How To Write a Character Arc + Writing Exercise

To tell a compelling story, we need a character to see the story through. It doesn’t matter who the character is–the character could even be an animal or an inanimate object–but to get an inside view of a narrative and care about it, we have to have a perspective into the story.

The character the story follows should change by the end of it. This is the character arc.

The degree to which the character changes will vary from genre to genre. For example, romance and literary genres tend to lean very heavily on characters, which usually leads to a more extreme or noticeable change in characters. Whereas adventure stories you might find in sci-fi genres are more plot and world-based, so their character arcs might be less extreme.

No matter your genre, having a compelling character is the easiest way to plug your reader into the story and keep them invested in how it ends, so developing a strong character arc is an important step to writing a strong book.

Let’s take a look at:

  • What is a character arc?
  • What’s the difference between a character arc and a plot arc?
  • The types of character arcs
  • Examples of character arcs
  • How to write a good character arc
  • A character arc writing exercise

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What is a Character Arc? 

Like I mentioned, your character should go through some type of change by the end of the story. That journey from how they started to where they ended up is referred to as their arc.

What’s the difference between a character arc and a plot arc?

The arc of your plot is the entire story–the different plot beats from beginning to end. This can include things your character does, so the two arcs will likely intersect. They should, actually!

A character arc is specifically what happens with your character and how that changes them.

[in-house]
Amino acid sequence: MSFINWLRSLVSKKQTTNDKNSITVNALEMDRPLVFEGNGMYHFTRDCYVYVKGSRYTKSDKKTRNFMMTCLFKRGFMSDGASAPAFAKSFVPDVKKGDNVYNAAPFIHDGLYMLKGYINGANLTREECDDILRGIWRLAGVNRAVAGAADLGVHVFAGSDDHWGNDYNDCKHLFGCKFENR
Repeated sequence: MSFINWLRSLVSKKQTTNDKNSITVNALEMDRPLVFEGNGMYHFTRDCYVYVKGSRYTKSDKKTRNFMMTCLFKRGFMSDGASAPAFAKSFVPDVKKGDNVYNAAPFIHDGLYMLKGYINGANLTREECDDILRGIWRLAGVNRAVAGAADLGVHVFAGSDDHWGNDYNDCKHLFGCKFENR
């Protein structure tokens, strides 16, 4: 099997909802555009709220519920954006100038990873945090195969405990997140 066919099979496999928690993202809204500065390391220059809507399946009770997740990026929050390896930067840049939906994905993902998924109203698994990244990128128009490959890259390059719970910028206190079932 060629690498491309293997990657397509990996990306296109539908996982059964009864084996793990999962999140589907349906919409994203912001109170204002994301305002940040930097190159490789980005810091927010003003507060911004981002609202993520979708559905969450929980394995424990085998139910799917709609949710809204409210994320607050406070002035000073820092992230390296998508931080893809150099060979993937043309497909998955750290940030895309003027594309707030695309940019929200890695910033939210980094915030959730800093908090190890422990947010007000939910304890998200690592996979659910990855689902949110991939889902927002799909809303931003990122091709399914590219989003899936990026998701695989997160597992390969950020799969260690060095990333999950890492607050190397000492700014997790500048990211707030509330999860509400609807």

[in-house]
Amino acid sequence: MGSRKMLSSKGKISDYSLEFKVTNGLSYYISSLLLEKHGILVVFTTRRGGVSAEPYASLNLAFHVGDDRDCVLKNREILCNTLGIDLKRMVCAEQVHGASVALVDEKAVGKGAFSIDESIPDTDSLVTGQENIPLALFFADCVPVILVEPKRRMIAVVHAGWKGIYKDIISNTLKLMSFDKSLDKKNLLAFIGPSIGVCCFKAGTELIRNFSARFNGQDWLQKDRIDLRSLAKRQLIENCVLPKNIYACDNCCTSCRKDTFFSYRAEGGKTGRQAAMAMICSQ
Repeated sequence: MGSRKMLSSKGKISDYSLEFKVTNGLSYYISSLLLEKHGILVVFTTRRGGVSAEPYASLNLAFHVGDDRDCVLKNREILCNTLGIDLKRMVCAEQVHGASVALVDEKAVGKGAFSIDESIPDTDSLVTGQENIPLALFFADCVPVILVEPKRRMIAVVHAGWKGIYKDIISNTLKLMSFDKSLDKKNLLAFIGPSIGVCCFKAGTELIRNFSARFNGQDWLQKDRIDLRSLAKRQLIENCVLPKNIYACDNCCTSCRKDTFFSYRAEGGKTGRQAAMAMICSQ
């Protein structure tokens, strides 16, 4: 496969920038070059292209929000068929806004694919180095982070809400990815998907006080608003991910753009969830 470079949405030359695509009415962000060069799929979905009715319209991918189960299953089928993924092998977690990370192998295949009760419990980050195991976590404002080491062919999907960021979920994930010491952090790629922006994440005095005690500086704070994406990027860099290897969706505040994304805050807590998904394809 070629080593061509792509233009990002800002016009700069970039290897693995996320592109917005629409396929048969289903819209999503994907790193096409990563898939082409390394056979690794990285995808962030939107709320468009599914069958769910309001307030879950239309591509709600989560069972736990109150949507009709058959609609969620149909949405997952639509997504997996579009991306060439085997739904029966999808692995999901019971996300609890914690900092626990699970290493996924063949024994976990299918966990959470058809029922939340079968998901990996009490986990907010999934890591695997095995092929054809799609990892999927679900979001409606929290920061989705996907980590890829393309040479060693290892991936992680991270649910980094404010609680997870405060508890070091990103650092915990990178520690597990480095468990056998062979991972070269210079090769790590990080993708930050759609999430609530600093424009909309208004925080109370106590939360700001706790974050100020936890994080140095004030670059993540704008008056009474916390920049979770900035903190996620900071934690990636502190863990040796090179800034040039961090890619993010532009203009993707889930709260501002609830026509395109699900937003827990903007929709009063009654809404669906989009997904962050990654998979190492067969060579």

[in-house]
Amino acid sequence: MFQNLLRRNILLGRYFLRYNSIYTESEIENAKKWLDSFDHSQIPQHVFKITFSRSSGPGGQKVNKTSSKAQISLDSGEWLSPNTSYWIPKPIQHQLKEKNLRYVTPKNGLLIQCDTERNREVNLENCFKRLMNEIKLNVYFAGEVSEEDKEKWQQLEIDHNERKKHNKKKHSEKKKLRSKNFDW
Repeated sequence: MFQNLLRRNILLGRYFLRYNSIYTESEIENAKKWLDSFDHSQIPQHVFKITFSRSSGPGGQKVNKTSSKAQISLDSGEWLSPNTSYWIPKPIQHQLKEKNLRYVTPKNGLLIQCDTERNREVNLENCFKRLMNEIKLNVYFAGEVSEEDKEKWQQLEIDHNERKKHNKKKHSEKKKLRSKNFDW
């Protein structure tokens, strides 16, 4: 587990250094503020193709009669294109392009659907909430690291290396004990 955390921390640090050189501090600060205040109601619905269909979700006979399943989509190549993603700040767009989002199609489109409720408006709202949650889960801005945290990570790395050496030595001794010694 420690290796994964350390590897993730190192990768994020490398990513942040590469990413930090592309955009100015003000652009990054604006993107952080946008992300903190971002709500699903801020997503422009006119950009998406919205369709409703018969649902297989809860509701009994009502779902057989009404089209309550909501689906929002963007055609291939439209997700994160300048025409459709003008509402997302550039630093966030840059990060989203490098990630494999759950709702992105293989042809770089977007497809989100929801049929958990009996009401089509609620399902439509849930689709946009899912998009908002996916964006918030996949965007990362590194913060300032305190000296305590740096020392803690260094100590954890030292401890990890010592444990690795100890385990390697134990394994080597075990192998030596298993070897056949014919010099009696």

For example, the plot arc of Pride and Prejudice by Jane Austen includes everything that happens with the Bennet family, Mr. Darcy, the Bingley siblings–it begins with a family’s goal to marry off their daughters and ends with (some of) those daughters married. We see proposals, fights, ballroom dances, sickness, travel, etc., and those elements build the story arc, even when they involve characters beyond our hero.

The arc of the main character, Lizzie Bennet, is her journey from thinking she knows everything to having her mind opened to her own prejudices.

Those two arcs interact with each other, but they’re separate arcs on their own as well.

Lizzie’s character arc is an example of the Growth Arc. Let’s look at the different kinds of character arcs.

What are the different types of character arcs?

We can break arcs down into three basic categories: change, growth, and fall.

Change Arc

The change (or transformation arc) is the one you’ll see the most often. It’s very common in the hero’s journey plot structure. This change usually begins with an ordinary or underdog character who ends up saving the world (or their part of the world).

Some classic examples of this arc include Katniss Everdeen from The Hunger Games and Luke Skywalker from Star Wars.

Growth Arc

A growth arc is similar to the change arc, but less drastic. Typically the character has a particular struggle that they’ve overcome by the end of the story. While they are mostly the same person as they were at the beginning, they have grown in a certain area or overcame a specific problem.

Examples of the growth arc include Lizzie Bennet, as I mentioned above, and Michael from The Good Place.

Fall Arc

You’ve probably heard the phrase “turned to the Dark Side” used in casual conversations that have nothing to do with Star Wars–that’s because Star Wars has one of the most iconic fall arcs in cinema.

Anakin begins his story young and ambitious. His ambition turns into a lust for power, and when he knows Padme will die in childbirth, he confides in the Dark Side. What begins as an innocent attempt to save his wife snowballed into him slipping to the Dark.

Anakin’s transition to Darth Vader is a classic example of the “Fall Arc,” where a character begins in a place of happiness, success, or hope, then ends with either their death or their transformation into something they once opposed.

How to Write a Compelling Character Arc 

Now that we know the different types of character arcs and seen examples, let’s talk about how to write our own. Here are four questions you can ask yourself to begin crafting your character’s arc.

#1 – Who Are They? 

Character arcs are all about the journey from Point A to Point B–so where’s our Point A?

To understand and appreciate the way a character changes, the reader should have a pretty good idea of who they are right at the start of your story. We also need to understand the context for your character, their outlook, and why they are the way that they are within the world of your story. For example, if you’re writing a fantasy novel and the world, society, and circumstances are wildly different from real life, a character’s traits that would make sense on present-day Earth could mean wildly different things for a character in a made-up universe. So we should have a strong idea of that character within the story.